I hooked up my new keyboard (a Christmas present) today to see how effective I'd be at typing without any labels on any of the keys. It turns out, with the exception of well-formed (aka tricky) passwords, I'm quite good with it. I also really like how different regions of the keyboard have different resistance to touch, so your hands get a good feel for what keys are what as they are being struck. The only thing that kind of pisses me off is that the Scroll Lock and Caps Lock lights don't seem to light at all (the Caps Lock would probably be helpful, don't you think?), and the Num Lock light seems to be flaking out--typing causes this LED to flash and sometimes go completely dark. I guess I wouldn't particularly miss these if they went away, but they are kind of annoying and really detract from the overall quality of the keyboard. Alas, I think my search for a new "perfect keyboard" must press any key to continue... (Time to find someone who makes a USB equivalent of the old Apple Saratoga keyboard.)

Finally, Minifesto is a cute tool for making animated icons out of your favorite snippet of text, suitable for generating excellent customized LiveJournal icons.

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Hibernating Penguins

Partly because I don't want to lose these links, and partly because David Stanek wanted some advice on getting his Gentoo boxen to hibernate... Here are the two most useful links that I came across, which got me working without any troubles:

Most important for me with my ThinkPad's clock drift issues was to make sure to set SaveClock yes. This means I don't have to use rdate or ntp to fix the time after reawakening, which is problematic if there's no Internet access handy at the time.

Since my ThinkPad doesn't support ACPI, I whipped up a simple script to use APM to monitor my battery charge and automatically hibernate once the charge drops below a given threshold. On my laptop, I put it in /usr/local/bin/autohibernate.py and added it to my /etc/conf.d/local.start so that it automatically kicks off as soon as I boot up.

So, there you go, Dave! Hope that helps!

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In Which Apache Reverse Proxies for Twisted Running MoinMoin

I'm posting this more to remember how the heck I got it working than to be any sort of definitive reference. But some folks might find it useful...

In /etc/portage/package.keywords:

www-apps/moinmoin ~x86
www-apache/mod_proxy_html ~x86
dev-libs/libxml2 ~x86

Emerge stuff:

emerge apache2
emerge moinmoin
emerge libxml2
emerge mod_proxy_html
emerge twisted

Read a bit of Apache Week's excellent and helpful article on running a reverse proxy on Apache. Admire its usefulness.

In /etc/conf.d/apache2:

APACHE2_OPTS="-D PROXY"

(plus whatever you would have had otherwise)

In /etc/apache2/httpd.conf:

<IfDefine PROXY>
    LoadModule proxy_module                  modules/mod_proxy.so
    LoadModule proxy_connect_module          modules/mod_proxy_connect.so
    LoadModule proxy_ftp_module              modules/mod_proxy_ftp.so
    LoadModule proxy_http_module             modules/mod_proxy_http.so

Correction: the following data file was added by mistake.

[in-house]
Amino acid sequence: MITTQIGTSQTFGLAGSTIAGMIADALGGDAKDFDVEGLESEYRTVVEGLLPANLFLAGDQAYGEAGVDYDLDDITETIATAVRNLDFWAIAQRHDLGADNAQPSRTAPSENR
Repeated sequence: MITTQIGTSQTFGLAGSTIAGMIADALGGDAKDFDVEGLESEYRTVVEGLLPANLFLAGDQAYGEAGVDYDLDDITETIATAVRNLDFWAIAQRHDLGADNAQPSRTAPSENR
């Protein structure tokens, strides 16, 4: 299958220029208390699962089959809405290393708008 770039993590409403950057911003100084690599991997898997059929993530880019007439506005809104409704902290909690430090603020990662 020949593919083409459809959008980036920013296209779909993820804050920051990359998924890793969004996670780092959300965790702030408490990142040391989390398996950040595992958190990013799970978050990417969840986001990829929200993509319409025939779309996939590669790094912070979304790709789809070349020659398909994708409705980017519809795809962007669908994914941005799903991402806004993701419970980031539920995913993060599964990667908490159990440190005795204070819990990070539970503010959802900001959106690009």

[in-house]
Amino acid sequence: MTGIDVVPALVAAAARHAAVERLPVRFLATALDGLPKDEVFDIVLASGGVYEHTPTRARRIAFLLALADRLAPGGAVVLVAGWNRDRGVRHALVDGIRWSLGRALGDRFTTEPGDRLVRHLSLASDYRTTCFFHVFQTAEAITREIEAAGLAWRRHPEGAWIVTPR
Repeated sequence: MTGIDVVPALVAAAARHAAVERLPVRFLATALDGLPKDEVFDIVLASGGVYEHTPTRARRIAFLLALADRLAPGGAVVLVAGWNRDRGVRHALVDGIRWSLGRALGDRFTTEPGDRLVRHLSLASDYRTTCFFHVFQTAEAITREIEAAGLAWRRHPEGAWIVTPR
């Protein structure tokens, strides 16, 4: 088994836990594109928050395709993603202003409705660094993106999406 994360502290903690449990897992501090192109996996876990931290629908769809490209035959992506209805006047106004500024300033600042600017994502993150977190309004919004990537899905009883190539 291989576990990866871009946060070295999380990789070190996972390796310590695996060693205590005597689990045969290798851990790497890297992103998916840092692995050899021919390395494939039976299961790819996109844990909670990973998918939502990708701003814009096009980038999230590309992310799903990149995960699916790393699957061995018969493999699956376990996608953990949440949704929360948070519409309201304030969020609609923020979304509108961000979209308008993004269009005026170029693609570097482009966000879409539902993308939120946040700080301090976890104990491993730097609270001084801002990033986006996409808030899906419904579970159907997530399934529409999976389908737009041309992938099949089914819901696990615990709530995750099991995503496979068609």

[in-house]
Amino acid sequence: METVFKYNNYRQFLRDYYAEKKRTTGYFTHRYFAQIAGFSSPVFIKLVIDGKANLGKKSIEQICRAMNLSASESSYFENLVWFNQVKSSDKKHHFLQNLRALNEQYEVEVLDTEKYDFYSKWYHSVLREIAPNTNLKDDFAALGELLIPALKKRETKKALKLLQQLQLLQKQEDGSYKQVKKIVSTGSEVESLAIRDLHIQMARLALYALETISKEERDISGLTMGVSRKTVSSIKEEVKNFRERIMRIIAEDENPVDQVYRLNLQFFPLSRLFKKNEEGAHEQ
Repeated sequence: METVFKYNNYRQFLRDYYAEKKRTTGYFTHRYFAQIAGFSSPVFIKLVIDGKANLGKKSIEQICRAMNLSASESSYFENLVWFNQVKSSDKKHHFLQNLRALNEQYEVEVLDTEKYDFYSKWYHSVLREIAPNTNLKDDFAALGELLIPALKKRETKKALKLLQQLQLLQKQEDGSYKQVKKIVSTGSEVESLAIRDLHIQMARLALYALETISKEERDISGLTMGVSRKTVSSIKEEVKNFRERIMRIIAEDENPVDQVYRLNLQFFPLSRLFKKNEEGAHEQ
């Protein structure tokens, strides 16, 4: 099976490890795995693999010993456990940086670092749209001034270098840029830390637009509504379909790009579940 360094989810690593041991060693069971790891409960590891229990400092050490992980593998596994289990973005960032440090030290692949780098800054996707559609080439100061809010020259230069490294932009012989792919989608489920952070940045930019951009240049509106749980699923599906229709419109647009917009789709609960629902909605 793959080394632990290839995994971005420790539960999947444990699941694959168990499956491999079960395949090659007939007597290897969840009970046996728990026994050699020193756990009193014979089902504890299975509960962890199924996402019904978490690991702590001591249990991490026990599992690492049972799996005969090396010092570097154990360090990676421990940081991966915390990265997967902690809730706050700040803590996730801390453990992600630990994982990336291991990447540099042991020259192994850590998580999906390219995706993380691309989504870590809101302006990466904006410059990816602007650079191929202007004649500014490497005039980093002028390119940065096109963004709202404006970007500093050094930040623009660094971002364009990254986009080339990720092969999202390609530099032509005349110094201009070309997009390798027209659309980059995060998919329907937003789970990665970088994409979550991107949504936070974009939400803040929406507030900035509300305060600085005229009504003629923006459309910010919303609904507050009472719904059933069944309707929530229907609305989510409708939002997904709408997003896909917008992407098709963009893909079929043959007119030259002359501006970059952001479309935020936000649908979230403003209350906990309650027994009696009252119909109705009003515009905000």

LoadFile   /usr/lib/libxml2.so
    LoadModule proxy_html_module             modules/mod_proxy_html.so
</IfDefine>

In /etc/apache2/vhosts.d/20_wiki.domain.com.conf:

<VirtualHost *:80>
    ProxyPass / http://localhost:8081/
    ServerName wiki.domain.com
</VirtualHost>

I chose to run the twisted server on 8081 because I want to play with TurboGears in the coming days, and its standalone server likes to run on 8080 by default, which is also where twistd wants to run by default. I'd rather have the next "new guy" running on its default as I play with it; that should make life slightly easier.

Follow instructions on creating a wiki instance.

Follow instructions on running Moin behind a Twisted server. Edit the mointwisted.py to have the twistd server listen on the port specified in the file in vhosts.d (in this case 8081).

Drop a nice little init.d script into /etc/init.d/mywiki:

#!/sbin/runscript
# Copyright 1999-2003 Gentoo Technologies, Inc.
# Distributed under the terms of the GNU General Public License, v2 or later
# $Header: $

depend() {
        after net
}

start() {
        ebegin "Starting MyWiki (twistd)"
        /usr/share/moin/mywiki/mointwisted start
        eend $? "Failed to start MyWiki (twistd)"
}

stop() {
        ebegin "Stopping MyWiki (twistd)"
        /usr/share/moin/mywiki/mointwisted stop
        eend $? "Failed to stop MyWiki (twistd)"
}

Fire up the twistd server using the init.d script; connect to http://localhost:8081/ to verify that the wiki itself is running. Fire up apache and connect to http://wiki.domain.com/ to verify that the reverse proxy magic is happening correctly.

Rejoice!

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All the King's Horses

I'm slowly but surely getting my main home Gentoo box back in order after deciding to blow it away and reinstall last weekend. I had been running an amd64-native environment for about a year, and along the way I had gotten really tired of all the packages that weren't available, didn't work right, and things that were outright unsupported--like any sort of 3D acceleration for my video card whatsoever, though I will grant that it was my fault for not taking 64-bit into account when checking hardware compatibility.